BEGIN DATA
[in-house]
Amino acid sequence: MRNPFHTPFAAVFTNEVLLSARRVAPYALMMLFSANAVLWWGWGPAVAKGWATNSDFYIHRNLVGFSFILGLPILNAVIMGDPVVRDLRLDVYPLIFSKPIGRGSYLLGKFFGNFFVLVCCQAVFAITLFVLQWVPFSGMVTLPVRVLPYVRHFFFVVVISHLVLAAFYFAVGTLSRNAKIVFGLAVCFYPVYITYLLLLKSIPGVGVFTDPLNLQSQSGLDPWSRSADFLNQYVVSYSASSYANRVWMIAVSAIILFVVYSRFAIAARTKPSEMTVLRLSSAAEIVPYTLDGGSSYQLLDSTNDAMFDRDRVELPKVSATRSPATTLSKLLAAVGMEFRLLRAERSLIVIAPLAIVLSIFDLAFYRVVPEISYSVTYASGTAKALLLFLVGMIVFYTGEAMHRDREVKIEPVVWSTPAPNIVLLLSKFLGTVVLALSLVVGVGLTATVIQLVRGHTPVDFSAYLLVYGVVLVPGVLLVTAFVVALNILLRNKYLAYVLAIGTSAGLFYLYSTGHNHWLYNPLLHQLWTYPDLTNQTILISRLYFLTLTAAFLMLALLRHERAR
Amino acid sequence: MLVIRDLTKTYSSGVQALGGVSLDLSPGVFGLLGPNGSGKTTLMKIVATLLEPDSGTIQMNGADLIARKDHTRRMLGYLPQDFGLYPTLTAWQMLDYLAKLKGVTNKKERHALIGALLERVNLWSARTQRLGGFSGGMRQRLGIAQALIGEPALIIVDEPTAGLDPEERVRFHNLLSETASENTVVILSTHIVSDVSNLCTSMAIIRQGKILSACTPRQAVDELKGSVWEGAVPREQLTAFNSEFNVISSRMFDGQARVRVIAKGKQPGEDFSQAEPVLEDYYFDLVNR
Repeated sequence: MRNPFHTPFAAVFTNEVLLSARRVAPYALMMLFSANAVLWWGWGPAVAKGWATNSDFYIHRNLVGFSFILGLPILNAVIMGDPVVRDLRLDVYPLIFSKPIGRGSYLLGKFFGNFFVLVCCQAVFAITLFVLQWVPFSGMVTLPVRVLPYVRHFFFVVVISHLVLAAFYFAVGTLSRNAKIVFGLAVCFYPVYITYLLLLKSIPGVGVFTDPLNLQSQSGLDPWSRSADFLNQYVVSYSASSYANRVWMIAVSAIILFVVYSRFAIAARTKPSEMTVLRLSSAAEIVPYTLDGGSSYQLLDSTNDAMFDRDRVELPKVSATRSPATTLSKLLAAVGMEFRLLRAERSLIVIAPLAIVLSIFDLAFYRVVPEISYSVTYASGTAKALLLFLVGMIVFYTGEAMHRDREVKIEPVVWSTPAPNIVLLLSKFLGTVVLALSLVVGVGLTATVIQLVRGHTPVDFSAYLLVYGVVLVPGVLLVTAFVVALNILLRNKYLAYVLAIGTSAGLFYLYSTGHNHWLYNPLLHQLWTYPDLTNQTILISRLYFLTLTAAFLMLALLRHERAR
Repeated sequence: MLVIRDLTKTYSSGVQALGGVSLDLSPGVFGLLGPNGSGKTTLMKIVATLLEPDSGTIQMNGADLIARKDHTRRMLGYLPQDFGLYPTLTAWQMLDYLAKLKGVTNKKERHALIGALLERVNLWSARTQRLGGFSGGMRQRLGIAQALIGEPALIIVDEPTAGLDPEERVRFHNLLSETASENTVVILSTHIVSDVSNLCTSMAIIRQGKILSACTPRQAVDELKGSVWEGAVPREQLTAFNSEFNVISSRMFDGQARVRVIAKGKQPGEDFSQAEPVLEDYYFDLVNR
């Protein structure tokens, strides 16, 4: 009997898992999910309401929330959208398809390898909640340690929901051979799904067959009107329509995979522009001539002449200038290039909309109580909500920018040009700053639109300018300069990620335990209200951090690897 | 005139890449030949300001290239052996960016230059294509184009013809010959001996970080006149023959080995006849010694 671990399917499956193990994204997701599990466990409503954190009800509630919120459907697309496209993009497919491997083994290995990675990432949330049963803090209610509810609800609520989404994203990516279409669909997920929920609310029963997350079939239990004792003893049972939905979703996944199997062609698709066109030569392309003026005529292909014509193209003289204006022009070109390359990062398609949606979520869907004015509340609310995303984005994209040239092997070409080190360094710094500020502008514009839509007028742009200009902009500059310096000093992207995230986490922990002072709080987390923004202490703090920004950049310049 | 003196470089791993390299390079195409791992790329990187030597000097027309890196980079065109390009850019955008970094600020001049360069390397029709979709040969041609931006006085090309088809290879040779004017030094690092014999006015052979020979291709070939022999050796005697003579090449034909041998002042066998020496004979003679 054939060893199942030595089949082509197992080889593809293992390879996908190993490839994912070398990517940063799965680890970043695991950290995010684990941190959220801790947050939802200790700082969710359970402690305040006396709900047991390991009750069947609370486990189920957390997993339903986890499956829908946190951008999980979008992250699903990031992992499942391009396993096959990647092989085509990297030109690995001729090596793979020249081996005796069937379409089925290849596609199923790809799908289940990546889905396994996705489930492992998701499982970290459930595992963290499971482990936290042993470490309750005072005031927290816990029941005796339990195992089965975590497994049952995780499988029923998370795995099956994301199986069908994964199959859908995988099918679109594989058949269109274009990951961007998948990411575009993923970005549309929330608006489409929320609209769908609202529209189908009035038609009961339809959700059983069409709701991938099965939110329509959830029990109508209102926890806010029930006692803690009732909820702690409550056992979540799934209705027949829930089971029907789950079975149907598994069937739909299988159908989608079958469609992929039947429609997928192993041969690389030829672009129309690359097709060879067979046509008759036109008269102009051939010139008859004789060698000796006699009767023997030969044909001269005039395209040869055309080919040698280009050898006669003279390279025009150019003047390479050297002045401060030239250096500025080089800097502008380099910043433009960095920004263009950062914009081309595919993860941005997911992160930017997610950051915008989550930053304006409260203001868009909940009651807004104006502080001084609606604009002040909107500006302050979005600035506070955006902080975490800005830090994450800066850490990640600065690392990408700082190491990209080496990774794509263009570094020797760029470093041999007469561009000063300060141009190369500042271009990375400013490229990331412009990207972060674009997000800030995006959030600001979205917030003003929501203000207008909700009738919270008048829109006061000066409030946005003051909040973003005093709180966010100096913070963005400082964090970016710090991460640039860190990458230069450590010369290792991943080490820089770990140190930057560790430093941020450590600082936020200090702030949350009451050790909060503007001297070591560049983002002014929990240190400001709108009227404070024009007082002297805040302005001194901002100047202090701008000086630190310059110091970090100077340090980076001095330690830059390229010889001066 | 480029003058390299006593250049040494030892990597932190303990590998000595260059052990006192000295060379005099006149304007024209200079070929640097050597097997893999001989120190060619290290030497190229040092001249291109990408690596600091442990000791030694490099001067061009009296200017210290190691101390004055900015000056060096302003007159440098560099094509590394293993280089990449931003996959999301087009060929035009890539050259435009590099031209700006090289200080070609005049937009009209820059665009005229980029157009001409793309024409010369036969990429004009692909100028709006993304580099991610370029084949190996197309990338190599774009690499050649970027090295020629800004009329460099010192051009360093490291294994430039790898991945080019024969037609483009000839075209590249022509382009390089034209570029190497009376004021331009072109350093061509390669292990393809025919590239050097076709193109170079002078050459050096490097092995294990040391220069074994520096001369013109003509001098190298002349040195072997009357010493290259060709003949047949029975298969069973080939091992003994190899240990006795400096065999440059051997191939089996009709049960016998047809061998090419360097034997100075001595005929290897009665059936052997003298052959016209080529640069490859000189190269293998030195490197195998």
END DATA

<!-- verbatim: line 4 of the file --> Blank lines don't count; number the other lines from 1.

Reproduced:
Repeated sequence: MRNPFHTPFAAVFTNEVLLSARRVAPYALMMLFSANAVLWWGWGPAVAKGWATNSDFYIHRNLVGFSFILGLPILNAVIMGDPVVRDLRLDVYPLIFSKPIGRGSYLLGKFFGNFFVLVCCQAVFAITLFVLQWVPFSGMVTLPVRVLPYVRHFFFVVVISHLVLAAFYFAVGTLSRNAKIVFGLAVCFYPVYITYLLLLKSIPGVGVFTDPLNLQSQSGLDPWSRSADFLNQYVVSYSASSYANRVWMIAVSAIILFVVYSRFAIAARTKPSEMTVLRLSSAAEIVPYTLDGGSSYQLLDSTNDAMFDRDRVELPKVSATRSPATTLSKLLAAVGMEFRLLRAERSLIVIAPLAIVLSIFDLAFYRVVPEISYSVTYASGTAKALLLFLVGMIVFYTGEAMHRDREVKIEPVVWSTPAPNIVLLLSKFLGTVVLALSLVVGVGLTATVIQLVRGHTPVDFSAYLLVYGVVLVPGVLLVTAFVVALNILLRNKYLAYVLAIGTSAGLFYLYSTGHNHWLYNPLLHQLWTYPDLTNQTILISRLYFLTLTAAFLMLALLRHERAR